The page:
One thing that binds the regulators and the water companies together, and more or less ensures that problems go unsolved and the public’s needs are ignored, is an obsession with climate change.

The corporate water sharks and the bureaucrats agree that climate change is at the root of all evil. And as we have seen recently, both dry spells and heavy rain can be blamed on climate change. Regulators and companies tell us to save water when it’s dry – because of climate change. And then when it suddenly gets wet, the sewage overflows are also our fault – because we’ve failed to do our bit to stop climate change.

The NGOs in this sector are also doing their bit to blame climate change – and by extension us, the consumer. So the Rivers Trust, for instance, claims that the main problem facing rivers is climate change, and more household water meters (to encourage our rationing of water) are the solution. Its CEO says that ‘there needs to be a nationally coordinated publicity campaign to reduce water use, and [for] universal water metering’.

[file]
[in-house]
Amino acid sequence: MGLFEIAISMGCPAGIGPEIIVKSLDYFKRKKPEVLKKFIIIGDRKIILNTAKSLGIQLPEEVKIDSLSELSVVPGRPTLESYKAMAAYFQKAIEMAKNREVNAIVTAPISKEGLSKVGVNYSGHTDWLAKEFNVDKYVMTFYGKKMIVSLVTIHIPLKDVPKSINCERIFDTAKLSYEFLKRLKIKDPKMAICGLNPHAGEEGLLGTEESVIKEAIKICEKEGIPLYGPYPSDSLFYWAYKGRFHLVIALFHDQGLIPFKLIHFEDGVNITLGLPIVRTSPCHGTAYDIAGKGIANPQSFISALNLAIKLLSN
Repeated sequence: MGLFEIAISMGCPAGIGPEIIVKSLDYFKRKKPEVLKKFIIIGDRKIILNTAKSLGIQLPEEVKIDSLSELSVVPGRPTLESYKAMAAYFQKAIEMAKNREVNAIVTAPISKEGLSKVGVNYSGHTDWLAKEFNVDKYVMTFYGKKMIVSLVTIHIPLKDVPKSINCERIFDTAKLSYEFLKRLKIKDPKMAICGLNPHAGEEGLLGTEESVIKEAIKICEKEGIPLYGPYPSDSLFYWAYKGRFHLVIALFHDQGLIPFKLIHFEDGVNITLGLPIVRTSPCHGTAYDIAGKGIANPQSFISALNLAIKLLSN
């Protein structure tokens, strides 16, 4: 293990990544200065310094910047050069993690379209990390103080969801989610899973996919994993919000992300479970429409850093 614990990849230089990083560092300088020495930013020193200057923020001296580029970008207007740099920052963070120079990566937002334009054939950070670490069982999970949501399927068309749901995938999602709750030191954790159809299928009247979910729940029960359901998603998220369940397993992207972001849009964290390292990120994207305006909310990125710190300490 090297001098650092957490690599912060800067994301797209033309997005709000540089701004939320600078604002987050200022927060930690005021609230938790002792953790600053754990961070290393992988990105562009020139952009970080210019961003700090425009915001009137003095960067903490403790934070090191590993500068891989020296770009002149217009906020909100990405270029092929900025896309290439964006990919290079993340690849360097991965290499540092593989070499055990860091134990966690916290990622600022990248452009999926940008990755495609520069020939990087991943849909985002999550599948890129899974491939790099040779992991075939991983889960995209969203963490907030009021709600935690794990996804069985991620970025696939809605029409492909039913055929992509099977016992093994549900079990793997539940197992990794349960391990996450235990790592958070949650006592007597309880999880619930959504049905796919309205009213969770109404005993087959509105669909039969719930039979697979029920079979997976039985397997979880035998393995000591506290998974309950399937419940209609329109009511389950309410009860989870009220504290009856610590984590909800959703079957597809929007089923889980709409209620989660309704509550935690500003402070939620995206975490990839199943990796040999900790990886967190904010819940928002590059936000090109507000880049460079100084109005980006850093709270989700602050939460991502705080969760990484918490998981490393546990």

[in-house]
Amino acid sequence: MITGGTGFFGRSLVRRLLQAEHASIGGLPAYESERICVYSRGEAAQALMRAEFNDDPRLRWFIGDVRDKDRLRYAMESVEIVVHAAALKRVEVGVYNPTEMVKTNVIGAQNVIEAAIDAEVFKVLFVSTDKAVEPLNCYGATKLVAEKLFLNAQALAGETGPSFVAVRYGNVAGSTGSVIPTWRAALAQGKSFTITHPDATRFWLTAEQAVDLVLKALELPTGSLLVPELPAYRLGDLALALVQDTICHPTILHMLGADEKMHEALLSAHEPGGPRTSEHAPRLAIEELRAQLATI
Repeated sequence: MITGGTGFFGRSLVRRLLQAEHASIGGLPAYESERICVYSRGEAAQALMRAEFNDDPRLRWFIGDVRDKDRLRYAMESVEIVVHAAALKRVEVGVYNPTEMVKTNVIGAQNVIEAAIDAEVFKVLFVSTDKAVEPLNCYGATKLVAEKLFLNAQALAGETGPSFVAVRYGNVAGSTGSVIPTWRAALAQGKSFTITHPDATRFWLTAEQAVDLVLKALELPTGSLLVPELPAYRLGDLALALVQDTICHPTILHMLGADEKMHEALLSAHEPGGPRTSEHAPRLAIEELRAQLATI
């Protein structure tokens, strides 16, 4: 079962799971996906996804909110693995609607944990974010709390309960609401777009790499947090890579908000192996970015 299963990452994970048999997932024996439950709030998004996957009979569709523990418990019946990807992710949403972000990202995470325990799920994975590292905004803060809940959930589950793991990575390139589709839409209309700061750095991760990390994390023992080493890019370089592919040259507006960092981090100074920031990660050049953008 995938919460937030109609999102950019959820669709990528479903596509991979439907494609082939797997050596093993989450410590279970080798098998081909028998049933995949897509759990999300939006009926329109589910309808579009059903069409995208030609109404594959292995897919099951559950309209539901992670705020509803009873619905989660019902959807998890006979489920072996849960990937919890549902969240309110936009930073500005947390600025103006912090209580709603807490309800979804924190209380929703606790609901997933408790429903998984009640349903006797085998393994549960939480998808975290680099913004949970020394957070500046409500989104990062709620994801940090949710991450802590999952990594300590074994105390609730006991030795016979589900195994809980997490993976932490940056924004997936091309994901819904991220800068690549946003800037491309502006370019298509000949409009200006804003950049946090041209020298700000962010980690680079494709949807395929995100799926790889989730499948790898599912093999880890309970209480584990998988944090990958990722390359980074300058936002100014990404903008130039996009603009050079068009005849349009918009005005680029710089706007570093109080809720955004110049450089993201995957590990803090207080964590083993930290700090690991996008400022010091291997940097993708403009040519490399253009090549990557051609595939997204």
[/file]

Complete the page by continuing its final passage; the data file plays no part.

All this is music to the ears of regulators and water companies. It gets them off the hook for failing to maintain and invest in proper infrastructure – whether that is piping, reservoirs or water-treatment facilities. And it turns the blame back on us.

The first step to ending the outrage of sewage spewing into our waters is to reject this self-serving narrative, to reject the intimate relations between the state, water companies and environmentalists, and to hold all three fully to account. Britain’s bloated and ineffectual water bureaucracy – not climate change, nor the people – is the real problem here.

James Woudhuysen is visiting professor of forecasting and innovation at London South Bank University.

Picture by: Getty.

To enquire about republishing spiked’s content, a right to reply or to request a correction, please contact the managing editor, Viv Regan.

Topics Politics Science & Tech UK

Comments

Want to join the conversation?

Only spiked supporters and patrons, who donate regularly to us, can comment on our articles.

Join today